If you’ve seen Little Miss Sunshine, you’ll may remember the music. It was almost perfect for the movie – a wistful but sometimes happy mix of instrumental mariachi-esque and romantic music. It reminded me of a mix between Sufjan Stevens and Yann Tiersen, but in a good way (actually, Sufjan Stevens did have a couple of tracks in the movie). Alongside personal recommendations, movies and TV shows are where I hear new music from, so I sought out the soundtrack.
It turned out that practically all of the music was made by one band, DeVotchKa, who’ve been around for a few years now. They’ve been under the radar, but the success of Little Miss Sunshine has given them a much larger stage. Even so, when I went to a gig they put on at 93 Feet East in London, while it might have been pretty full, it certainly wasn’t completely full.
Now, I don’t go to a lot of concerts, so perhaps my bar is set a bit low, but then again I’ve seen a few acts who are supposed to be very good live, like Arcade Fire and the Kaiser Chiefs; I’ve been in front of the front row at Scissor Sisters; and I’ve been at smaller gigs with bands like Rilo Kiley. None of them even touched DeVotchKa.
I knew that it was going to be good from the moment they walked on stage. The reason is because this happened at the exact minute they were supposed to be playing. This might sound completely ridiculous, but I don’t think anyone likes having to wait around half an hour for things to get started. You might say that it’s the music that matters, not whether they turn up on time. I agree, but wouldn’t you like it if you could have both? Their performing on time showed that they were professional, and they had respect for their audience.
Professional doesn’t have to mean overplanned or deliberate. It doesn’t mean you can’t be spontaneous. What it means is that you are very, very good at what you do, and in this case, the band was very, very good at playing music; almost certainly classically trained. Tom Hagerman on the piano, accordion and violin looked nothing else than a city lawyer who’d inadvertently stumbled into Brick Lane, and yet he played with real verve and energy. Jeanie Schroder on the sousaphone and double bass, and Shawn King on the drums and trumpet were a little less visible but no less talented.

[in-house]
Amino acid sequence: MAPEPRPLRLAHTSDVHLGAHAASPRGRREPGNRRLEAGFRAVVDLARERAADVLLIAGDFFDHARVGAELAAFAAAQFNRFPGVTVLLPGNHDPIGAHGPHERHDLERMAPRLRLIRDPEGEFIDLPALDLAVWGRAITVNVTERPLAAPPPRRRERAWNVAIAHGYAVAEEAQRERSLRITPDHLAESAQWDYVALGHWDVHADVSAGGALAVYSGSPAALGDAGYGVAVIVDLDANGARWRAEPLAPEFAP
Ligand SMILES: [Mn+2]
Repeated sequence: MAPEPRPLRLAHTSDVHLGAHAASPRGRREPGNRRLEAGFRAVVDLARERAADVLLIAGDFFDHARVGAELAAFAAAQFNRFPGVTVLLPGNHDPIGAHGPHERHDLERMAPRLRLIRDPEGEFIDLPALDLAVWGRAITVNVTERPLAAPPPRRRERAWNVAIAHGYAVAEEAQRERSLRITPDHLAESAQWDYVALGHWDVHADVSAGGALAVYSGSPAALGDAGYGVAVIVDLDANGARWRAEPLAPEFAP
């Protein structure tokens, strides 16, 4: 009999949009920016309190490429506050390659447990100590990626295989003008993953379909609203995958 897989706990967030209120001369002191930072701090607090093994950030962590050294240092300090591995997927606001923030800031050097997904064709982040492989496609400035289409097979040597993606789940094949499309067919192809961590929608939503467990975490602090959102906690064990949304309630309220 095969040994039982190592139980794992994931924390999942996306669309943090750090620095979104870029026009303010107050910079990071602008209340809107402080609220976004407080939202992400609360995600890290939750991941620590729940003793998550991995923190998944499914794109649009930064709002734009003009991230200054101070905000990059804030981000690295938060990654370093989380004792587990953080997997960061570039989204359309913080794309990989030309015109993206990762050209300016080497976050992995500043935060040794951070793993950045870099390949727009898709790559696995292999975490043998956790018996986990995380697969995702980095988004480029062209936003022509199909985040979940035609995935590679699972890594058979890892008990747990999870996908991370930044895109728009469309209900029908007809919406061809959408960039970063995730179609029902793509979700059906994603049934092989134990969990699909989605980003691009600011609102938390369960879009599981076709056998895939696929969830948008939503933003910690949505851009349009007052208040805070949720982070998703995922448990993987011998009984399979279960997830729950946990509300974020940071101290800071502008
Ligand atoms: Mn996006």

Besides being the band’s lead singer, Nick Urata plays the trumpet, piano, bouzouki and (this is the best bit) the theremin. Nick has a strange, haunting, romantic voice that he really belts out – I’m not really sure how he doesn’t lose his voice more often, really. He also has a wonderful stage presence, throwing himself into his singing, swaying around and regularly swigging from a bottle of wine.
The band played with genuine heart, and this led to an audience that frequently broke out into clapping and singing along. Granted, this is easier to do when your audience is only 150 rather than 1500, but it didn’t need any encouragement at all. More surprisingly, apparently this happens at every single concert they do. And in case you think I was simply starstruck, here’s a second opinion from someone who’s been to far more gigs than myself.
What am I trying to say here? It’s not just that I happen to like DeVotchKa a lot, and that they’re great at playing live. It’s that turning up an hour late, or storming off after three songs, or being completely disaffected and distanced – none of these things make you a better band. They don’t make you play better music. You might scoff at this, but it can’t be denied that crazy, self-destructive bands get all the press, and that this behaviour is in part tolerated because ‘it makes better music’.
Why not have both? Why not have great music, and a band that is professional and plays with heart? Or are we more interested in their foolish antics than what they’re supposed to do?